That is not to say you should stop using over-the-counter products altogether. In fact, many may help you to combat hair loss. It is important to know exactly what you are putting on your scalp and how it may affect hair growth in the long run.
There are more natural formulations, such as Hairguard, that work to clean the scalp while also stimulating the follicles. And they can even be combined with more mainstream treatments (including minoxidil and finasteride), or similar alternatives.
There are other steps you can add to your routine, though, that also contribute to a healthy scalp.
For example, a daily ten-minute scalp massage and a weekly microneedling session can increase blood flow to the scalp. This boost of oxygen and nutrients will support stronger hair, and it may even help to combat the effects of many hair loss conditions.
Scalp massage has also been shown to reduce scalp tension – a likely contributor to pattern balding – and microneedling has been shown to induce collagen production and skin proliferation (5, 6, 7). These two simple additions are just one way to revamp your routine with scalp health and hair growth in mind.
2. Treat the Issue
With a better understanding of your hair loss triggers, it is now time to treat the issue at its source. The actual treatment route you take will depend on the cause.
Alopecia Areata (AA), for example, is an autoimmune hair loss condition that often requires working closely with a dermatologist (8). Steroids or anti-inflammatories may be prescribed, but you can also work with your doctor to find a more viable long-term solution (such as diet change).
AGA is similar in that it is best to work with a dermatologist.
The most common treatment routes are minoxidil and finasteride but, as mentioned, these do not treat the underlying problem. Instead, it may be more beneficial to take a look at other triggers (e.g. diet, environment, lifestyle) and alter those.
That does not mean minoxidil and other mainstream options cannot be part of an effective treatment plan, but they should not be seen as the only way.
Your Diet and Hair Loss: How Deep Is the Connection?
As mentioned above, food sensitivities can cause inflammation and keep you in the hair loss cycle. However, there are other aspects of diet that may be causing more harm.
While the modern-day diet has strayed far from human’s ancestral diet, there is one thing we can still do just like them: Eat foods that will heal the body. By altering your diet – aligning it better with the diet of your ancestors – you can treat a significant trigger of hair loss.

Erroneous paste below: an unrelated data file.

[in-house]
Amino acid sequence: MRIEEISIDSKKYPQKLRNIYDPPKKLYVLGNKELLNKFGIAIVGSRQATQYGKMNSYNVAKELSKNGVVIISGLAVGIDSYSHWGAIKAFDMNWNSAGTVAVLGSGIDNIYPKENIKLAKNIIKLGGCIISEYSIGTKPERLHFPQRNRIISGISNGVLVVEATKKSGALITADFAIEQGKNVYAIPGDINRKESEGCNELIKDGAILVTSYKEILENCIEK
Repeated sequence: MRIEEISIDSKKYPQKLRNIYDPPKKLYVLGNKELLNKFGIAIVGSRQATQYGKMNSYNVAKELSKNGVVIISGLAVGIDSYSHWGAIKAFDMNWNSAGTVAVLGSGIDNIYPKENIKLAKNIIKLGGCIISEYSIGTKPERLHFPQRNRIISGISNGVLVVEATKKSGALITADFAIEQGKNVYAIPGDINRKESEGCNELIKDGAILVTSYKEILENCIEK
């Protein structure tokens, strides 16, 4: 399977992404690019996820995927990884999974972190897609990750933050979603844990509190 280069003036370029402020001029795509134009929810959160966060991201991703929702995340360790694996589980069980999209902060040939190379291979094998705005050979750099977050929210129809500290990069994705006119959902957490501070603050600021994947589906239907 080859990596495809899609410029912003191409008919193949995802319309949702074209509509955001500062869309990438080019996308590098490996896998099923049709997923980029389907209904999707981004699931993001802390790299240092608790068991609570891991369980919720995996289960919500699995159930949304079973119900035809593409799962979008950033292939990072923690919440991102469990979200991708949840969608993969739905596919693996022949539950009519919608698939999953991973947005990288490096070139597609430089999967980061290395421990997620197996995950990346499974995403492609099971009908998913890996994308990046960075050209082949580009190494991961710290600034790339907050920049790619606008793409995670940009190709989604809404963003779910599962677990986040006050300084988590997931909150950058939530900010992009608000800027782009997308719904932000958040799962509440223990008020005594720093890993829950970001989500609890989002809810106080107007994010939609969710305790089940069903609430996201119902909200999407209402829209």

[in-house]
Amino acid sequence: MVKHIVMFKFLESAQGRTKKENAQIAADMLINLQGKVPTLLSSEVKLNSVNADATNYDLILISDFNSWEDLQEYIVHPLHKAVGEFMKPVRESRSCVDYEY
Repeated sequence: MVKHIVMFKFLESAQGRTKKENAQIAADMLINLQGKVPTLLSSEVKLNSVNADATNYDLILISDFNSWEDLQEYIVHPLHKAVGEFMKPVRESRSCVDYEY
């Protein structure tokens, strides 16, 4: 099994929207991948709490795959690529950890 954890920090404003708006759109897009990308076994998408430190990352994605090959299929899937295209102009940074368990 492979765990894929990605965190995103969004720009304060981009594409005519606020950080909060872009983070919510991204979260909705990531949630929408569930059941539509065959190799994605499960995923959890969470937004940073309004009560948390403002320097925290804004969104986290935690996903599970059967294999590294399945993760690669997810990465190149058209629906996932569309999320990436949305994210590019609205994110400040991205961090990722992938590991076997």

Here are a few steps to get started.
Reduce Your Intake of Unhealthy Fats
Fats are a necessary part of a healthy diet. However, modern foods are full of unhealthy oils, and they offer little in the way of nutrition or benefit.
It is important to reduce your intake of unhealthy fats – such as those found in fried foods, in packaged snacks, and in high-fat cuts of meat.
Instead, you should focus on the consumption of natural foods that contain fats as a major part of their composition. For example, coconut, avocado, nuts (almond, chestnut, cashew), seeds (pumpkin, flax), and fish (especially cold water).
Increase Your Intake of Fiber
The health of your gut plays a key role in the health of your body. As such, it is important to increase fiber intake to clean out your intestines and keep your sugar levels even (9). High-fiber foods are also more filling, and this can help you to cut back on junk foods.
Rogaine is a popular brand associated with the drug minoxidil, but it is not the only brand available. In fact, there are many store-brand minoxidil products available on the market, and the majority work just as effectively as Rogaine.
Can women use men’s 5% minoxidill ? It seems easier to find men’s cheaper than womens.
I am using a local brand of minoxidil named regroe but since i learned that i can purchased a cheaper brand of minoxidil 5% online, i want to try it. I want to ask if i used other brand of minoxidil, can the progress i got from using regroe be reversed??
As long as the two brands have the same active ingredient (minoxidil) and the same concentration (5%), then it’s unlikely that you’ll lose progress.